Margaret Atwood

Negotiating with the Dead: A Writer on Writing

“The mere act of writing splits the self into two.”

A few streets from our home in London lived one of the most prolific murderers in history. Not the Crays, not Jack the Ripper. Dame Agatha Christie.

Imagine this sweet, little gem typing away – a bit of strychnine here, some mild garroting there – she heads to afternoon tea, bodies prostrate in her wake.1

Photo of the Royal Academy of Arts, London. Featured in Margaret Atwood's "Negotiating with the Dead" in The Examined Life Library.
The entrance to the Royal Academy of Arts, London. A reminder of art’s dark side? Photograph by Ellen Vrana.

There is a duality inherent in the writing profession: we aim to spread humanity and consciousness, and yet, there is cognitive distance required to stomach writing’s ruthlessness.2

“You will never meet the person who wrote this” promised Canadian novelist Margaret Atwood (b. 1939) in Negotiating with the Dead, a book based on her Cambridge University Empson Lectures.

What is the relationship between the two entities we lump under one name, that of ‘the writer’?

By two, I mean the person who exists when no writing is going forward – the one who walks the dog, eats bran for regularity, takes the car in to be washed, and so forth – and that other, the more shadowy and altogether more equivocal personage who shares the same body, and who, when no one is looking, takes it over and uses it to commit the actual writing.

We will never meet Margaret Atwood who wrote these words, because she does not exist to us. Atwood stands apart, removed. With this cool distance she considers her writing life.

How is it that I became a writer? It wasn’t a likely thing for me to have done, nor was it something I chose, as you might choose to be a lawyer or dentist. It simply happened, suddenly, in 1956, while I was crossing the football field on the way home from school. I wrote a poem in my head and then I wrote it down, and after that writing was the only thing I wanted to do.

It was the help of others that Atwood opened the door to what being a writer could be.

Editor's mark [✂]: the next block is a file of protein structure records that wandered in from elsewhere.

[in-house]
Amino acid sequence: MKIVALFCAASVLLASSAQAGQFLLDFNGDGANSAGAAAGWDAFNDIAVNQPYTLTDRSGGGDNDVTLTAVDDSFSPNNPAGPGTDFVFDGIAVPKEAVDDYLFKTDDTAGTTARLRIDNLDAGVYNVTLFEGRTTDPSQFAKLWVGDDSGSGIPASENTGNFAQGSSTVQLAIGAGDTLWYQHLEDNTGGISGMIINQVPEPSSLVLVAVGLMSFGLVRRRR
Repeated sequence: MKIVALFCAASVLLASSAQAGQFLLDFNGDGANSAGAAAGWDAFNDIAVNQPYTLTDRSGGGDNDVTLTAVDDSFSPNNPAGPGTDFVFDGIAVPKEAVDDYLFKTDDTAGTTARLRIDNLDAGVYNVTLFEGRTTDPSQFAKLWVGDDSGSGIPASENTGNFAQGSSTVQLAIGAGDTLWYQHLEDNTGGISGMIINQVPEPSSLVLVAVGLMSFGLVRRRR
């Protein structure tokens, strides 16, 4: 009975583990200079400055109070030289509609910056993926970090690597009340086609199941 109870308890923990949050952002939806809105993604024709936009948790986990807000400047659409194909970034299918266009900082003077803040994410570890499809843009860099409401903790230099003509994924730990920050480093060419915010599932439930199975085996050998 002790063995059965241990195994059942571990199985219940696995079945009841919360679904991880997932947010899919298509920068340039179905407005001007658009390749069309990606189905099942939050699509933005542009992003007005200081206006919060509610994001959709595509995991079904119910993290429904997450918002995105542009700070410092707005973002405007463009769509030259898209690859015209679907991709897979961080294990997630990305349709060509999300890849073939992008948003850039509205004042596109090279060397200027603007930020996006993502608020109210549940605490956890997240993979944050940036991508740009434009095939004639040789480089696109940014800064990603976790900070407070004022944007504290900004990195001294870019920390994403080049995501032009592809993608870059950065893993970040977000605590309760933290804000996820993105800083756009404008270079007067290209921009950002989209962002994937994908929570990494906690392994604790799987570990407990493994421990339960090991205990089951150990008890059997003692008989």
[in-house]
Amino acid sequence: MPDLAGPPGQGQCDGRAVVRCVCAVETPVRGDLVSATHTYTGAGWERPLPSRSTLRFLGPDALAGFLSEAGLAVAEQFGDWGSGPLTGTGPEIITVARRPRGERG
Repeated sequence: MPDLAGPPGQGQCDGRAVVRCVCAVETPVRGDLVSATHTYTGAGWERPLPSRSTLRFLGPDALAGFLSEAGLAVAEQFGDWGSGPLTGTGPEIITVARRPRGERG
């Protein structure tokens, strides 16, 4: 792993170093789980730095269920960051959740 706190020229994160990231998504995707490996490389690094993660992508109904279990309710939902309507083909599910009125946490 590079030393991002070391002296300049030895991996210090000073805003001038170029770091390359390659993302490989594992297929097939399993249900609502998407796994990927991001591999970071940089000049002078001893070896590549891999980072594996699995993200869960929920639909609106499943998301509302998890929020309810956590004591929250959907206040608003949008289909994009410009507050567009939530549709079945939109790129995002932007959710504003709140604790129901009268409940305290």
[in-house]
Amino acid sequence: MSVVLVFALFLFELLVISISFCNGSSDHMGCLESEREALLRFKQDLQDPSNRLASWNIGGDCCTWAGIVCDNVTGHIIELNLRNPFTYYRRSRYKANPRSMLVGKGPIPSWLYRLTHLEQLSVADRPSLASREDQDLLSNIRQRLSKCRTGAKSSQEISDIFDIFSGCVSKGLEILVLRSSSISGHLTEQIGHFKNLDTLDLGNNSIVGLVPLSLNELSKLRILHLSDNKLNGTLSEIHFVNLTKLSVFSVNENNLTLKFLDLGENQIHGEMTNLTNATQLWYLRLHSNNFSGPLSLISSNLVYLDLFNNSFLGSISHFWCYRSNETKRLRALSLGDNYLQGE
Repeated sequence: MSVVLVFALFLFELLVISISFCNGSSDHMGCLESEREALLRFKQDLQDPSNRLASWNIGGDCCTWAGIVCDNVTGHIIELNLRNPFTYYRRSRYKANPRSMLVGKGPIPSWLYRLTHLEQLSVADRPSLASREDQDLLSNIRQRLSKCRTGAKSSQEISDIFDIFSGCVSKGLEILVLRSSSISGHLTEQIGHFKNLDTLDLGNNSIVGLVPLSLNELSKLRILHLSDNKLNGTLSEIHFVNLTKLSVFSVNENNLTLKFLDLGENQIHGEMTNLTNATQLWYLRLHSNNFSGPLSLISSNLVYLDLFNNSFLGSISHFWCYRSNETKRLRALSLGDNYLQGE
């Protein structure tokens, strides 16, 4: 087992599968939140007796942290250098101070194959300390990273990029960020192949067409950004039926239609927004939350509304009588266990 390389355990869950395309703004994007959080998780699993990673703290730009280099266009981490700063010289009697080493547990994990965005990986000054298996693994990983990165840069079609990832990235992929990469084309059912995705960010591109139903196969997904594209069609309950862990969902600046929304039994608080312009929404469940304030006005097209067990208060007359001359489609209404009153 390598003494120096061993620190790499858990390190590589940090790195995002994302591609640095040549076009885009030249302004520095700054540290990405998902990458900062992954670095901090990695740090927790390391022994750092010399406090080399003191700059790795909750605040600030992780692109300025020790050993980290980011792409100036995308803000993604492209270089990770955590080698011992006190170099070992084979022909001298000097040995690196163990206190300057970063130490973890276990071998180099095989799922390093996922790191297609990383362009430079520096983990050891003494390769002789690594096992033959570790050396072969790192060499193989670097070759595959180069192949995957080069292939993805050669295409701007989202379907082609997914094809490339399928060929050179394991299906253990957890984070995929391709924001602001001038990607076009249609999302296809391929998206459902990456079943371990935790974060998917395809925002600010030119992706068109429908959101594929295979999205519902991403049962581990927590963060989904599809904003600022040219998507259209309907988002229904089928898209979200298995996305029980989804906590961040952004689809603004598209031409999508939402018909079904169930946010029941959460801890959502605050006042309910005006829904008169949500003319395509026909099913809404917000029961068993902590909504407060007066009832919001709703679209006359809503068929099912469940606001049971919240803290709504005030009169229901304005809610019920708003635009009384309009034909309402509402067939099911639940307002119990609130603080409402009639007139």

Through the literary magazines, and also through some of my professors…I discovered a concealed door. It was like a door in a bare hill – a tumulus in winter, or an anthill. Outside, to the uninformed observer, there was no life to be seen; but if you’d found the door and managed to make your way inside, all was furious motion. There was a whole microcosm of literary activity going on, as it were, right under my nose.

But, as Atwood learned – and reinforces repeatedly – writing and being a writer are distinctive things. Negotiating with the Dead is an autobiography of both person and persona.

Everyone can dig a hole in a cemetery, but not everyone is a grave-digger. The latter takes a good deal more stamina and persistence. It is also, because of the nature of the activity, a deeply symbolic role… You carry upon your shoulders the weight of other people’s projections, of their fears and fantasies and anxieties and superstitions.

You represent mortality, whether you like it or not. And so it is with any public role, including that of the Writer, capital W: but also as with any public role, the significance of that role – its emotional and symbolic content – varies over time.

In order to maintain this duty – given to writers without request – there is a someone else, the one who writes. Atwood ruminates on the resulting anxiety of balancing the double:

That the writer and audience may be unknown to each other because the act of creation is separated in time from the act of receiving it, and the infinite replicability of the book—these two factors contributed greatly to the modern writer’s equivocal view of himself. To be a writer came to be seen as running the risk of being an invisible half of a doubles act, and possibly a copy for which no authentic original existed.

It is lonely, isolating, and deteriorating to hold part of a self apart from the world.

And yet the duality must exist. “Art is cold” Atwood reminds us, echoing T.S. Eliot who considered poetry as “the abandonment of emotion.”

Atwood continues; “The artistic insights of one age become the cliches of the next.” A writer sees both simultaneously.3

Accompany this wonderfully blessing of a book with Anna Deveare Smith’s or Rollo May’s loving, honest advice for the fragile creatives. Or read more from Dani Shapiro or Ernest Hemingway on being a writer – both used physical movement to transition from the person who eats cereal for breakfast to the writer person who throws a mirror to humanity.

And of course, there is Argentine novelist Jorge Luis Borges. Borges was mesmerised with the lore of the duplicitous “double” in modern fiction and ancient mythology. Borges, before he went permanently blind, was also afraid of mirrors for mirrors is where the “double” is most clearly seen.4